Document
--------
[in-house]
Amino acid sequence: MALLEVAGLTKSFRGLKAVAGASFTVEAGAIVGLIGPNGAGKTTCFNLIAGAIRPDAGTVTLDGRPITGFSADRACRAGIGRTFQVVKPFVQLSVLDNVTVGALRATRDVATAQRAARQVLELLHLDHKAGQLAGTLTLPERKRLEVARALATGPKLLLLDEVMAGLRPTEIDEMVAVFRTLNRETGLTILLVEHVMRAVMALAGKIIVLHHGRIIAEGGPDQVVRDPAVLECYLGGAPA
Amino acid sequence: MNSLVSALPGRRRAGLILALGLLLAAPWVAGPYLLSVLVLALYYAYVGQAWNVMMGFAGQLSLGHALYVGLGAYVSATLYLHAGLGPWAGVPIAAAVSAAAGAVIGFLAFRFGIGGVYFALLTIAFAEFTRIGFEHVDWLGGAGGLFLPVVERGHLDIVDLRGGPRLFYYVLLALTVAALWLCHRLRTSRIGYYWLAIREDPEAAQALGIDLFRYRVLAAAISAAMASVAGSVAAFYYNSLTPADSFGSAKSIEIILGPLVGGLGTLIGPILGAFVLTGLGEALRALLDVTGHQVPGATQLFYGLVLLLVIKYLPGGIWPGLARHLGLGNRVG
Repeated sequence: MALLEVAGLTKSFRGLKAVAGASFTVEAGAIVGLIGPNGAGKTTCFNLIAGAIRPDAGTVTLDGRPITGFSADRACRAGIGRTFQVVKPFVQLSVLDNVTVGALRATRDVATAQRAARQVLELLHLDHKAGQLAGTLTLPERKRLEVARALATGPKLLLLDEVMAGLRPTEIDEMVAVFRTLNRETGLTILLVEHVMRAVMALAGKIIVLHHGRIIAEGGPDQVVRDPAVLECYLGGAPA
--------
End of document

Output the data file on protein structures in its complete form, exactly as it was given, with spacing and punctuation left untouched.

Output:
[in-house]
Amino acid sequence: MALLEVAGLTKSFRGLKAVAGASFTVEAGAIVGLIGPNGAGKTTCFNLIAGAIRPDAGTVTLDGRPITGFSADRACRAGIGRTFQVVKPFVQLSVLDNVTVGALRATRDVATAQRAARQVLELLHLDHKAGQLAGTLTLPERKRLEVARALATGPKLLLLDEVMAGLRPTEIDEMVAVFRTLNRETGLTILLVEHVMRAVMALAGKIIVLHHGRIIAEGGPDQVVRDPAVLECYLGGAPA
Amino acid sequence: MNSLVSALPGRRRAGLILALGLLLAAPWVAGPYLLSVLVLALYYAYVGQAWNVMMGFAGQLSLGHALYVGLGAYVSATLYLHAGLGPWAGVPIAAAVSAAAGAVIGFLAFRFGIGGVYFALLTIAFAEFTRIGFEHVDWLGGAGGLFLPVVERGHLDIVDLRGGPRLFYYVLLALTVAALWLCHRLRTSRIGYYWLAIREDPEAAQALGIDLFRYRVLAAAISAAMASVAGSVAAFYYNSLTPADSFGSAKSIEIILGPLVGGLGTLIGPILGAFVLTGLGEALRALLDVTGHQVPGATQLFYGLVLLLVIKYLPGGIWPGLARHLGLGNRVG
Repeated sequence: MALLEVAGLTKSFRGLKAVAGASFTVEAGAIVGLIGPNGAGKTTCFNLIAGAIRPDAGTVTLDGRPITGFSADRACRAGIGRTFQVVKPFVQLSVLDNVTVGALRATRDVATAQRAARQVLELLHLDHKAGQLAGTLTLPERKRLEVARALATGPKLLLLDEVMAGLRPTEIDEMVAVFRTLNRETGLTILLVEHVMRAVMALAGKIIVLHHGRIIAEGGPDQVVRDPAVLECYLGGAPA